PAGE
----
Here's what I got straight off of Michelins web site:
May 15, 2006
Service Life for RV/Motorhome Tires
The following recommendation applies to RV/Motorhome tires. Tires are composed of
various types of material and rubber compounds, having performance properties essential
to the proper functioning of the tire itself. These component properties evolve over time.
For each tire, this evolution depends upon many factors such as weather, storage conditions,
and conditions of use (load, speed, inflation pressure, maintenance, etc.) to which the tire is
subjected throughout its life. This service-related evolution varies widely so that accurately
predicting the serviceable life of any specific tire in advance is not possible.
That is why, in addition to regular inspections and inflation pressure maintenance by
consumers, it is recommended to have RV/Motorhome tires, including spare tires, inspected
regularly by a qualified tire specialist, such as a tire dealer, who will assess the tire’s
suitability for continued service. Tires that have been in use for 5 years or more should
continue to be inspected by a specialist at least annually.
Consumers are strongly encouraged to be aware not only of their tires’ visual condition and
inflation pressure, but also of any change in dynamic performance such as increased air
loss, noise or vibration, which could be an indication that the tires need to be removed from
service to prevent tire failure.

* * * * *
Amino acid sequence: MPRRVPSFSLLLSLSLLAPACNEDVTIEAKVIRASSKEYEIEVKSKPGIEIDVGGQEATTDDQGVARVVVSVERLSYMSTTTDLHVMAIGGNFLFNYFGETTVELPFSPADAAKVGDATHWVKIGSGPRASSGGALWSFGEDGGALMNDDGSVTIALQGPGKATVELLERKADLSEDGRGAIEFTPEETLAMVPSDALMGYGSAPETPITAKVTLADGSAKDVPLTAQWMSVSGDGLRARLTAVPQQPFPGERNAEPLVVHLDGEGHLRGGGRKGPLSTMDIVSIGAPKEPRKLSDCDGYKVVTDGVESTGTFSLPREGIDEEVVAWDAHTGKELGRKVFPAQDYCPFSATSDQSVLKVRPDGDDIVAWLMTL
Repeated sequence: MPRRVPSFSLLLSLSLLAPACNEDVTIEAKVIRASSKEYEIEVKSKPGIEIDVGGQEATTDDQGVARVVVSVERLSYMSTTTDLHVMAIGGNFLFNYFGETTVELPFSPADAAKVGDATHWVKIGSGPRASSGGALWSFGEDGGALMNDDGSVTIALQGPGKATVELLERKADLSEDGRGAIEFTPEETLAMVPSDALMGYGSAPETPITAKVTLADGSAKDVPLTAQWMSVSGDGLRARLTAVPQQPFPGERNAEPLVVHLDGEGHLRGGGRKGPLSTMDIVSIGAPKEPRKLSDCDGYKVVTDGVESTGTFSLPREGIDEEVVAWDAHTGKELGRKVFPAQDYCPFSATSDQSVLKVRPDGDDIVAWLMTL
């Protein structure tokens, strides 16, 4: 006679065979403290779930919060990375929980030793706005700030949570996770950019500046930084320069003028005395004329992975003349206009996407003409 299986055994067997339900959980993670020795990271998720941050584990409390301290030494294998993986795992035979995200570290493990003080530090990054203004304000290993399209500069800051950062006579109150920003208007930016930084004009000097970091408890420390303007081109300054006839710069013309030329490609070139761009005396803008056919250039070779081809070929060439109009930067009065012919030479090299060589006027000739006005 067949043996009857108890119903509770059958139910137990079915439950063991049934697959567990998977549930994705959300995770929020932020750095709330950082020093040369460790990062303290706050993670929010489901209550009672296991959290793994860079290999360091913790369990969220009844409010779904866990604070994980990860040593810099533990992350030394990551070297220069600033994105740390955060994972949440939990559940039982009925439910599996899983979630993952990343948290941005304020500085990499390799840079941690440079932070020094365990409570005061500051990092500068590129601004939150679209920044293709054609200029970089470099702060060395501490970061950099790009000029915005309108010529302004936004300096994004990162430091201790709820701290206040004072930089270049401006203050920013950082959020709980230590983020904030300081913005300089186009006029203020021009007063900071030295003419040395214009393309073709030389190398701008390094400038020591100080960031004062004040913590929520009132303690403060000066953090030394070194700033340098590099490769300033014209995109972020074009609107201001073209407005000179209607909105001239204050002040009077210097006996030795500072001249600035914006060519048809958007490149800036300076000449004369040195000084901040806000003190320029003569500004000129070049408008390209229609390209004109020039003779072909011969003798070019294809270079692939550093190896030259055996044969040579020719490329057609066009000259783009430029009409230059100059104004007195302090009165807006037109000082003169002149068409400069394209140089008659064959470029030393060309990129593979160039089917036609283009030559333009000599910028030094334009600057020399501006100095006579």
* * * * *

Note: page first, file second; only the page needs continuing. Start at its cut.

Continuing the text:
It is impossible to predict when tires should be replaced based on their calendar age alone.
However, the older a tire the greater the chance that it will need to be replaced due to the
service-related evolution or other conditions found upon inspection or detected during use.
While most tires will need replacement before they achieve 10 years, it is recommended that
any tires in service 10 years or more from the date of manufacture, including spare tires, be
replaced with new tires as a simple precaution even if such tires appear serviceable and even
if they have not reached the legal wear limit.
For tires that were on an original equipment vehicle (i.e., acquired by the consumer on a
new vehicle), follow the vehicle manufacturer’s tire replacement recommendations, when
specified (but not to exceed 10 years).
The date when a tire was manufactured is located on the sidewall of each tire. Consumers
should locate the Department of Transportation or DOT code on the tire that begins with
DOT and ends with the week and year of manufacture. For example, a DOT code ending
with “0304” indicates a tire made in the 3rd week (Jan) of 2004.
Clearly even the great Michelin says that 10 years is the max.